Houston’s Anything-Goes Business Model Under Siege After Harvey

By Christopher Flavelle and David Wethe
Bloomberg News

WWR Article Summary (tl;dr) Last month, Harvey destroyed or damaged about 136,000 homes in Harris County. Now at stake are their rebuilding or repair, the distribution of tens of billions of dollars in federal assistance and the essence of America’s fourth-largest city. The next storm could be still more destructive. But protection means rules, and rules go against Houston’s ethos.

HOUSTON

As post-hurricane Houston dries out, cracks are appearing.

Harvey’s floods exposed the clash between two visions: Business leaders say the sprawling, economically vibrant metropolis shouldn’t change its hands-off approach to planning.

Environmentalists and disaster experts warn that Houston is courting a repeat catastrophe.

In the middle are local officials, who have said in broad terms that they’re willing to consider rules and programs to protect Houston, but haven’t said what, or at whose expense.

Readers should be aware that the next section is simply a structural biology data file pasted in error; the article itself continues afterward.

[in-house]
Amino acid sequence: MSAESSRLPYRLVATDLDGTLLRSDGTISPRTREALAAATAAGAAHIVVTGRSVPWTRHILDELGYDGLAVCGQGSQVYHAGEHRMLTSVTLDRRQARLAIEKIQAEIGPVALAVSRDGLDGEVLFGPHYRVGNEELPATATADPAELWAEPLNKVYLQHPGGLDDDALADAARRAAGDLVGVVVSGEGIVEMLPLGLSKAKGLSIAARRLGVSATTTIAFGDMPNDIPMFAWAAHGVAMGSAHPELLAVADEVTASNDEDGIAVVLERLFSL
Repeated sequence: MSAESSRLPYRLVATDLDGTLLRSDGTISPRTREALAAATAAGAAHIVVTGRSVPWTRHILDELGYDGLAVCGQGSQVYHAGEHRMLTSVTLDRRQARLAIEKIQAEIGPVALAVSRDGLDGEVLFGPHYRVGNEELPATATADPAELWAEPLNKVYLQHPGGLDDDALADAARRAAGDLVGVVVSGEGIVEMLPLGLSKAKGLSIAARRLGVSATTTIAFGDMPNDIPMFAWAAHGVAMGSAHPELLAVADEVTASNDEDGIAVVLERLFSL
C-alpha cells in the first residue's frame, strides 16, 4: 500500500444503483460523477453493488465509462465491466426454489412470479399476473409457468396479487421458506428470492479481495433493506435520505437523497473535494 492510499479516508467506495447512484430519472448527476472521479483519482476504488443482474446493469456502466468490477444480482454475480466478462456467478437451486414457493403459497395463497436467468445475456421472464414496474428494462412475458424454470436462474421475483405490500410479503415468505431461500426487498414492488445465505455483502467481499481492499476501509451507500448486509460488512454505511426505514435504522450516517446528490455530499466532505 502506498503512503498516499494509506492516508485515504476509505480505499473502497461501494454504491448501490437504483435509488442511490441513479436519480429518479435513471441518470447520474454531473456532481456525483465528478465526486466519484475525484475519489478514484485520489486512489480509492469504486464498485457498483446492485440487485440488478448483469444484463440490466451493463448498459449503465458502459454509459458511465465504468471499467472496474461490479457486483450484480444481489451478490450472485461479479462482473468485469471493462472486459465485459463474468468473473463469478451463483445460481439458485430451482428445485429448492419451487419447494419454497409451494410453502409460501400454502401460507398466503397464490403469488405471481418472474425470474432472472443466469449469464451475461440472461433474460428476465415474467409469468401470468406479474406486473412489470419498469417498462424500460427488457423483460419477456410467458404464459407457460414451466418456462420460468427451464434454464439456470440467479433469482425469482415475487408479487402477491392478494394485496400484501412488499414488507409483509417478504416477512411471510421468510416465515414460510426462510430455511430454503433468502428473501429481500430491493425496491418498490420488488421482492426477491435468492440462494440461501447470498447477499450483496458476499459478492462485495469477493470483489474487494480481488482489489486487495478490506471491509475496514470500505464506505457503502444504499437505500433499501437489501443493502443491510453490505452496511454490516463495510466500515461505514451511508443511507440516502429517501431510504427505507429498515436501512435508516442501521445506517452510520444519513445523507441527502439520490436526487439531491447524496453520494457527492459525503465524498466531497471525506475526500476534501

“We really need a whole new scheme,” said Ed Emmett, the elected administrator of Harris County, which encompasses Houston. “Hopefully, this will be a wake-up call.”

Last month, Harvey destroyed or damaged about 136,000 homes in Harris County.

Now at stake are their rebuilding or repair, the distribution of tens of billions of dollars in federal assistance and the essence of America’s fourth-largest city.

The next storm could be still more destructive. But protection means rules, and rules go against Houston’s ethos.

“One of the reasons that Houston has grown the way it has is because of no zoning, and it’s easy to develop there,” said Tilman Fertitta, chief executive officer of the Houston-based restaurant chain Landry’s Inc. Fertitta, who this month agreed to buy the NBA’s Houston Rockets for $2.2 billion, said that common sense, rather than rules, will dictate how the city revives.

“Houston is a big swamp that sits on the bayous and all the creeks and all the oxbows off the bayou,” Fertitta said. “We just need to be smarter. You don’t need to build homes next to a reservoir.”

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